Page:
shared_ptr and unique_ptr related question

Discussion in 'C++' started by somenath, Feb 22, 2014.

  1. somenath

    somenath Guest

    To get some understanding of shared_ptr and unique_ptr I wrote the following naive implementation of linked list.

    using namespace std;

    template <class T>
    class List {
    class ListItem {
    ListItem( T Val );
    shared_ptr <ListItem > Next;
    T Data;


    shared_ptr< ListItem >Head;

    int CreateNode();
    List() {
    void PushBack(T Val);
    void Dump();

    template<class T>
    List<T>::ListItem::ListItem( T Val):Data(Val) {

    template<class T>
    void List<T>::pushBack( T val)
    unique_ptr<ListItem > NewItem (new ListItem(val));
    if (!Head ) {
    Head = move(NewItem);
    else {
    shared_ptr<ListItem> Curr(Head);
    shared_ptr<ListItem> Prev(Head);
    while( (Curr) ) {
    Prev = Curr;
    Curr = Curr->Next;
    Prev->Next = move(NewItem);

    template<class T>
    void List<T>::Dump() {
    shared_ptr<ListItem > Curr(Head);
    while ( Curr) {
    cout<<"Val = "<<Curr->Data<<endl;;
    Curr = Curr->Next;

    But I am not very clear of the correct uses of shared_ptr and auto_ptr yet.Could you please comment on the uses of smart pointers in the context of my linked list code. According to my understanding where I do not need to assign smart pointers to other one I use unique_ptr . Is this understanding correct?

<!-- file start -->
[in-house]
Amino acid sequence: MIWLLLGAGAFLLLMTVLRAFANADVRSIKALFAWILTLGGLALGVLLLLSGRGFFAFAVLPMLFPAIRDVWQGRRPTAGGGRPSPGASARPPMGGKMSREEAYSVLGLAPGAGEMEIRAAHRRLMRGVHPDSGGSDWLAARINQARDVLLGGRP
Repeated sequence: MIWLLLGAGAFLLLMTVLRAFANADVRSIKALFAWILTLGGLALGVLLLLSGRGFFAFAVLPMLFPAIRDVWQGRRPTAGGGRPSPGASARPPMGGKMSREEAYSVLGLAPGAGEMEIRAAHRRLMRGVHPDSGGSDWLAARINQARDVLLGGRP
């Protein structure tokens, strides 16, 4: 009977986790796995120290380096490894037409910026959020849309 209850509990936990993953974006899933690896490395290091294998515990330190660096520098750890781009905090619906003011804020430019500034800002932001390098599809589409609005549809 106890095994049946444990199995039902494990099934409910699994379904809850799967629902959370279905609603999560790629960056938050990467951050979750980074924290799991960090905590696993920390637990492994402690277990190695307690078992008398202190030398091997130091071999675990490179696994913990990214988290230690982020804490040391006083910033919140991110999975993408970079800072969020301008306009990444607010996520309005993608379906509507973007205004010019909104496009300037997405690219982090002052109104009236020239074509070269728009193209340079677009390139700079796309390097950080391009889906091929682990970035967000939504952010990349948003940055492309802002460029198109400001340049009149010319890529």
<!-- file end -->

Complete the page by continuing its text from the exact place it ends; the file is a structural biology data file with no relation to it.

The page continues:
Also I am not able to get convinced the benefit of shared_ptr and unique_ptr in the context of my code. I could have used even raw pointers to implement the same without losing much benefit . Is it not the case here?

    I can use the above code as

    int main(int argc,char *argv[] )
    unique_ptr< List <int> > ilst (new List<int>());


    return 0;

    Is the benefit of using smart pointers is, ilst need to be freed manually?

    Please point me to some real code where smart pointers has been heavily used.
    somenath, Feb 22, 2014
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  2. somenath

    James Kanze Guest

    Then don't use them. They're useful for some special cases; if
    your use corresponds to one of those special cases, fine, but if
    not, don't use them. Using them for memory contained in a
    larger entity, like a list, is an anti-pattern.

    Take a look at the implementations of the standard containers.
    None of them use any classical smart pointers. (Most do use
    private base classes to ensure correct destruction of partially
    constructed objects. This is another technique, perhaps more
    applicable to container classes in general.)
    James Kanze, Feb 23, 2014
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